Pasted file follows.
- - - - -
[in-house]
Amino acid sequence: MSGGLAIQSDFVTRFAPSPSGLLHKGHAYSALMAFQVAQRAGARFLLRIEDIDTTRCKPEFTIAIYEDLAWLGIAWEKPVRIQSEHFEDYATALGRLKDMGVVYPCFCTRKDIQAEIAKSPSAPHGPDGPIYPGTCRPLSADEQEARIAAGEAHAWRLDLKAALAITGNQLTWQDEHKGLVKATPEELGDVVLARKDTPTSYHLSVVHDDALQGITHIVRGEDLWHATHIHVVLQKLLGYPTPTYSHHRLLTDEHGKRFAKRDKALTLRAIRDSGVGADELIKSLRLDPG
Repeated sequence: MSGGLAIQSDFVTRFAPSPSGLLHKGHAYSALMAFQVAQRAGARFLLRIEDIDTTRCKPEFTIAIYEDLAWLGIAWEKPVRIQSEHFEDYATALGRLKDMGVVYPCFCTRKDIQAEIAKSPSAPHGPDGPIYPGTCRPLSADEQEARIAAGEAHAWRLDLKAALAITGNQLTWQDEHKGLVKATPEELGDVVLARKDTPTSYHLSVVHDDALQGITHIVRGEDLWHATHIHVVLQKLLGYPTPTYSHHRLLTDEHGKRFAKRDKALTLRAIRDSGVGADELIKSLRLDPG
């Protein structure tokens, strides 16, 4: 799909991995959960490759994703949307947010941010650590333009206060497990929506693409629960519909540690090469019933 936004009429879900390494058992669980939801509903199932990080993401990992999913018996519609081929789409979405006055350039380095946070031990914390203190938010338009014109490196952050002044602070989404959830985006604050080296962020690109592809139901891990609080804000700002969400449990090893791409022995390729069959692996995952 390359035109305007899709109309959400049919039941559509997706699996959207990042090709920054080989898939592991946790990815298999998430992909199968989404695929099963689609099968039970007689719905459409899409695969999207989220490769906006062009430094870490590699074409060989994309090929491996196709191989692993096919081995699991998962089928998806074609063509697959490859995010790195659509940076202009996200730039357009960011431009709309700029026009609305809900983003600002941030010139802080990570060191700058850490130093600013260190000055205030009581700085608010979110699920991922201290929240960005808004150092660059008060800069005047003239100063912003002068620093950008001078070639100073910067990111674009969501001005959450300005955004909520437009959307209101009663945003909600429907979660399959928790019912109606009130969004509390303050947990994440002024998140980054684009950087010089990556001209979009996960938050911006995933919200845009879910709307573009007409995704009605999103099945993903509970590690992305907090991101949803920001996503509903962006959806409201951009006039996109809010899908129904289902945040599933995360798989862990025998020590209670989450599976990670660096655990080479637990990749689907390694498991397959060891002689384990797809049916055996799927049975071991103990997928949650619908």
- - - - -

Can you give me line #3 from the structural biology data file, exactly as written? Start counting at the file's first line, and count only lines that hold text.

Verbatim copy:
Repeated sequence: MSGGLAIQSDFVTRFAPSPSGLLHKGHAYSALMAFQVAQRAGARFLLRIEDIDTTRCKPEFTIAIYEDLAWLGIAWEKPVRIQSEHFEDYATALGRLKDMGVVYPCFCTRKDIQAEIAKSPSAPHGPDGPIYPGTCRPLSADEQEARIAAGEAHAWRLDLKAALAITGNQLTWQDEHKGLVKATPEELGDVVLARKDTPTSYHLSVVHDDALQGITHIVRGEDLWHATHIHVVLQKLLGYPTPTYSHHRLLTDEHGKRFAKRDKALTLRAIRDSGVGADELIKSLRLDPG